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Designed in conjunction with Ford's new 3.5L V6 mentioned earlier, the new 6F automatic transmission is the first tangible result of collaboration between General Motors and Ford on six-speed transmissions. The 6F was designed specifically for front-wheel drive applications, as Ford has already introduced a 6R automatic tranny in the redesigned Explorer and Mountaineer for rear-wheel drive applications. In addition to being used with the new 3.5L V6 in the Lincoln Aviator and Ford Edge, a version of the 6F with GM's own unique controls and calibrations will likely be used by that company in the new Saturn Aura, as well. The new six-speed will deliver up to a 7 percent improvement in fuel economy compared with typical four-speed autos, mainly due to its taller final gear. The six gears have a range in ratio of 6.04 from 4.48:1 in first to .74:1 in overdrive. Ford estimates the transmission would save the equivalent of two fill ups at the gas station every year for the average driver.

Read on for more info, pics and the full press release...

Ford 6F six-speed auto

The upper limit of the new 6F will be 300 hp and 280 lb-ft. of torque with shift speeds at 7,000 RPM. There's also a bit of good news for the RV crowd as the new 6F is flat-towable, meaning it can be towed behind a motorhome without incurring damage thanks to an off-axis pump that keeps the internals lubricated.

Ford already has 24 nameplates that are available with a six-speed transmission. The new 6F is the first to be designed and engineered in-house and will grow the number of sex-cogged vehicles by Ford considerably in the coming years. (I totally just made up the word 'sex-cogged', but I think you know what I mean.)

[Source: Ford]

Ford 6F six-speed auto

    * Ford Edge and Lincoln Aviator to debut next year with new class-leading 6F 6-speed transaxle
    * New 6-speed delivers up to 7 percent improvement in highway fuel economy - nearly two tanks of gas a year compared with typical 4-speed automatics
    * Ford Motor Company today is an industry leader in 6-speeds with 24 nameplates offered - and more are on the way

DEARBORN, Mich. Nov. 9, 2005 -With consumers focused on gas prices, the market is demanding more fuel-efficient vehicle technologies. Ford Motor Company's innovative new 6F 6-speed automatic transaxle delivers just that - with up to a 7 percent improvement in highway fuel economy and more refined performance at the same time.

Ford Motor Company today is an industry leader in 6-speed technology with 24 nameplates offered - and more coming next year, including two new crossover utility vehicles (CUVs).

"Ford Motor Company will pace the industry in advanced transaxles, which provide increased performance and increased fuel economy," says Barb Samardzich, Ford vice president of Powertrain Operations. "With the introduction of the Ford Edge and Lincoln Aviator crossovers next year, our 6-speed leadership continues, and we have more on the way." The new 6F was developed to cover a wide range of vehicle applications. It initially will be teamed with the new 3.5-liter V-6 in the Ford Edge and Lincoln Aviator CUVs. The transaxle also is designed to handle up to 300 horsepower and 280 pound-feet of torque with shift speeds up to 7,000 rpm.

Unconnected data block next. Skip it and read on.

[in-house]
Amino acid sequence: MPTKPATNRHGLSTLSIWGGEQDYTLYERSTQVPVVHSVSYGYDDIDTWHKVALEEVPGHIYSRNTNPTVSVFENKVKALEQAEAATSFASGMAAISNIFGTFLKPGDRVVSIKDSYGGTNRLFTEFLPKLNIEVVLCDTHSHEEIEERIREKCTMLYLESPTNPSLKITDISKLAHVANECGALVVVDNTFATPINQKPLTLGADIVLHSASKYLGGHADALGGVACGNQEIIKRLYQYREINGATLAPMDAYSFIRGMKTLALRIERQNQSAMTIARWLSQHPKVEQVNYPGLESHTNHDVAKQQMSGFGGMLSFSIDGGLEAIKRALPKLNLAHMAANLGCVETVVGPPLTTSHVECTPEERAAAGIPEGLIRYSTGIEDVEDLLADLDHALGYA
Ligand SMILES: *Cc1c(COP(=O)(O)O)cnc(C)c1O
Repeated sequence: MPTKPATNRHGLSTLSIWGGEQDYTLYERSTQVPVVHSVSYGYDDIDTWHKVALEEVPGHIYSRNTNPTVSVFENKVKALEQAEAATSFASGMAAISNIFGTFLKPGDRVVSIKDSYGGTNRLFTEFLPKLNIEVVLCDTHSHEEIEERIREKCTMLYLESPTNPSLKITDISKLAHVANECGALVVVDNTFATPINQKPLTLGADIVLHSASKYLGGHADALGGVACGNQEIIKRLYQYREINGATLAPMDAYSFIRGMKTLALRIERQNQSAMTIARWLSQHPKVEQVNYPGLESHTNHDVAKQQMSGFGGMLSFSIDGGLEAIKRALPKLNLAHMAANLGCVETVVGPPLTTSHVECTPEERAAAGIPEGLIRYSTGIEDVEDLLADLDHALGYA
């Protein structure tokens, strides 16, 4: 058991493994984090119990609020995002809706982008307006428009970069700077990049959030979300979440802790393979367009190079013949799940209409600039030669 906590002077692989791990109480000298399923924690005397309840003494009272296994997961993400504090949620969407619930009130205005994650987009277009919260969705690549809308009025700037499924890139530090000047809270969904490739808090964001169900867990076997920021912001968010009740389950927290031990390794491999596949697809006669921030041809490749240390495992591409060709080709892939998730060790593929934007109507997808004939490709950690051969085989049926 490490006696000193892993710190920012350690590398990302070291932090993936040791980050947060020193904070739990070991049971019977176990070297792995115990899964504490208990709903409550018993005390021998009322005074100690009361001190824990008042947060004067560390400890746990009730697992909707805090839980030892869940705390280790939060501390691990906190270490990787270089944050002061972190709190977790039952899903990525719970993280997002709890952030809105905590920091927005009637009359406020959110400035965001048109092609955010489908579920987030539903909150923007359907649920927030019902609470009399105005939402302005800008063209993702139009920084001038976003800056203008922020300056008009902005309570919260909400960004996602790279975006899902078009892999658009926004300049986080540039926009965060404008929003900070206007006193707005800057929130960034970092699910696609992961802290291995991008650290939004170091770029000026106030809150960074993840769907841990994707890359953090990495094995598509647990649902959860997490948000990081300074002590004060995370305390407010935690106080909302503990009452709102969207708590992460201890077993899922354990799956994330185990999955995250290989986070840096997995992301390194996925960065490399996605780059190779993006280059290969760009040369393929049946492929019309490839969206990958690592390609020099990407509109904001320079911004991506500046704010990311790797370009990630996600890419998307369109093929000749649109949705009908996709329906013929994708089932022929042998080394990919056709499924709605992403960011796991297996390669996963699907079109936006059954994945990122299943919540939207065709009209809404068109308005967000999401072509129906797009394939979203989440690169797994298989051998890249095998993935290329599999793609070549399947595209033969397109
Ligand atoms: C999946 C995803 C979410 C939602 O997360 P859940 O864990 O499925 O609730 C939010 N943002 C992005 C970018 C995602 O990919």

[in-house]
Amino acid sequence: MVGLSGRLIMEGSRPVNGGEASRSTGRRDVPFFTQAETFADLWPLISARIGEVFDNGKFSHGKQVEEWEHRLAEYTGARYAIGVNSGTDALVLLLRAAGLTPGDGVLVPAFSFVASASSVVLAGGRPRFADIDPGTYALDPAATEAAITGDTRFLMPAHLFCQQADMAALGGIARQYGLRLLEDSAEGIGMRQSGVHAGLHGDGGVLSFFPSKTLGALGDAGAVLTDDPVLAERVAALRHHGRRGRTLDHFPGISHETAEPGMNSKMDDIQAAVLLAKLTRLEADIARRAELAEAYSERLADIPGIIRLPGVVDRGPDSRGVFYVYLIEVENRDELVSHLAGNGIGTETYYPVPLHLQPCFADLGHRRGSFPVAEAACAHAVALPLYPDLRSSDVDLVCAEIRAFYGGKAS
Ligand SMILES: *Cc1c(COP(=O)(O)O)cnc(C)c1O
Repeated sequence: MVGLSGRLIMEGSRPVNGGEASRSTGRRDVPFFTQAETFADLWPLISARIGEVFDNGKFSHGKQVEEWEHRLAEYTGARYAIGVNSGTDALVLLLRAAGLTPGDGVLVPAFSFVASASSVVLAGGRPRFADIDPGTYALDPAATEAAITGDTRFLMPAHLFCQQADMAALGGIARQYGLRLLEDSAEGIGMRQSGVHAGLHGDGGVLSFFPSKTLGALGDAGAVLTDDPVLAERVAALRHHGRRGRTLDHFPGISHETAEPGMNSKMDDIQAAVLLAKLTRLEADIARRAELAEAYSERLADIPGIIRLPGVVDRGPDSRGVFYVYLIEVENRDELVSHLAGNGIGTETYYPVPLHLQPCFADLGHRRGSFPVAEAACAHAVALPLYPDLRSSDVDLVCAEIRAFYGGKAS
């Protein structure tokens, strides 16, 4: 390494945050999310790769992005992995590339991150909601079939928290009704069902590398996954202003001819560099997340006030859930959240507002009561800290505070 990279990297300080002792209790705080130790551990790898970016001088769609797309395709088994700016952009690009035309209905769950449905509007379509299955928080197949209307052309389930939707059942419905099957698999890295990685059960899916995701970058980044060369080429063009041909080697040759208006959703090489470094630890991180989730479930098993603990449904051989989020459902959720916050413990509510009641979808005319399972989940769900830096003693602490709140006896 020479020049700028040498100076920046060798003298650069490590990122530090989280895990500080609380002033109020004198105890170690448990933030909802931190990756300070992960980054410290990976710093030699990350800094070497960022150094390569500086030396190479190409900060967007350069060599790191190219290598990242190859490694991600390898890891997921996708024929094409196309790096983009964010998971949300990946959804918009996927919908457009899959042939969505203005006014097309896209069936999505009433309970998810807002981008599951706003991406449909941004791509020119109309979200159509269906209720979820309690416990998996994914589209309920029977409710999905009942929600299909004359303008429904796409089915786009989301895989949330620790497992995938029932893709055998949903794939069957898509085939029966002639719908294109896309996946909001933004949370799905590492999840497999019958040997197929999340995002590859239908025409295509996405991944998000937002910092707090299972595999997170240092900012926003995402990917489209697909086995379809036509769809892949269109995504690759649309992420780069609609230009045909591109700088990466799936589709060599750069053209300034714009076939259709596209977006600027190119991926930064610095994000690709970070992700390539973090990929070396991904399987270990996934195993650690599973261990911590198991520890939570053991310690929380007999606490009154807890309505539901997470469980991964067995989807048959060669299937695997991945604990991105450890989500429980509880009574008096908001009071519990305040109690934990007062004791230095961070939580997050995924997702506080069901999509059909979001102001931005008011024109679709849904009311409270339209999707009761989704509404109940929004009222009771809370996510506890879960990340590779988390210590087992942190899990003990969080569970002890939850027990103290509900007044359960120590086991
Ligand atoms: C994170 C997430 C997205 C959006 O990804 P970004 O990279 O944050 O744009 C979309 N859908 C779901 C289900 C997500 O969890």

The enhanced performance and fuel economy of the 6F comes from a wide span of 6.04 between the transaxle's lowest and highest gear ratio. The high ratio span helps deliver improved fuel economy and improved acceleration compared with a typical 4-speed automatic.

"Not only do the smaller ratio step sizes of a 6-speed transaxle allow for better powertrain efficiency, but they enable smoother shifts as well," says Ram Krishnaswami, manager 6F Transaxle Systems, Automatic Transmission Engineering.

The new 6F front-drive 6-speed delivers on the two most important attributes that today's consumers look for in a vehicle: fuel economy and maximum performance.

These characteristics are delivered by a low 4.48 gear for satisfying acceleration at launch and a tall, 0.74 overdrive for exceptional fuel economy. Short steps between intermediate gears enhance performance and feel by finding the right gear for the most efficient operating conditions. The smooth shifts reduce harshness and reduce overall NVH.

Development of the new 6F transaxle is the result of a collaborative effort between Ford and General Motors. Co-development of the transaxle resulted in a common approach to design and manufacturing engineering. Despite using common suppliers for a majority of parts to leverage economies of scale, both companies are utilizing unique controls and calibrations to tailor the shift feel of the transaxle to fit their brand characteristics.

Improved NVH and Refinement
The elimination of noise, vibration and harshness (NVH) was a particular target for the development team. Extensive use of CAE modeling on the transaxle case built a solid housing for the transaxle components.

Engineers used computer-aided analysis to determine exactly where strengthening ribs needed to be added to the casing to minimize radiated noise and vibration. CAE modeling also was used to add thickness to the case in appropriate areas for added strength.

In addition, the transaxle's three simple planetary gear sets are designed for robustness and use low-pinion pitch line velocities to reduce noise. All gears are cut using high-precision CNC hobbing, grinding and honing machines. The transfer and final drive gears are hard-treated for strength, and subsequently ground and honed to provide a more precise fit, thus reducing gear whine.

The 6F also features the first use of an off-axis pump for Ford. This package-enabler takes up much less space in the transaxle. Package efficiency is further enabled by the pump's chain drive. The pump porting also was optimized to improve NVH.

The 6F uses only plate clutches for each shift to deliver quiet, smooth shifts throughout the entire ratio span. In addition, the 6F uses a Ford proprietary control strategy that uses powerful adaptive algorithms. The 6F provides fast, responsive shifts throughout the operating range that are smooth yet crisp, which delivers an invigorating driving experience to the customer.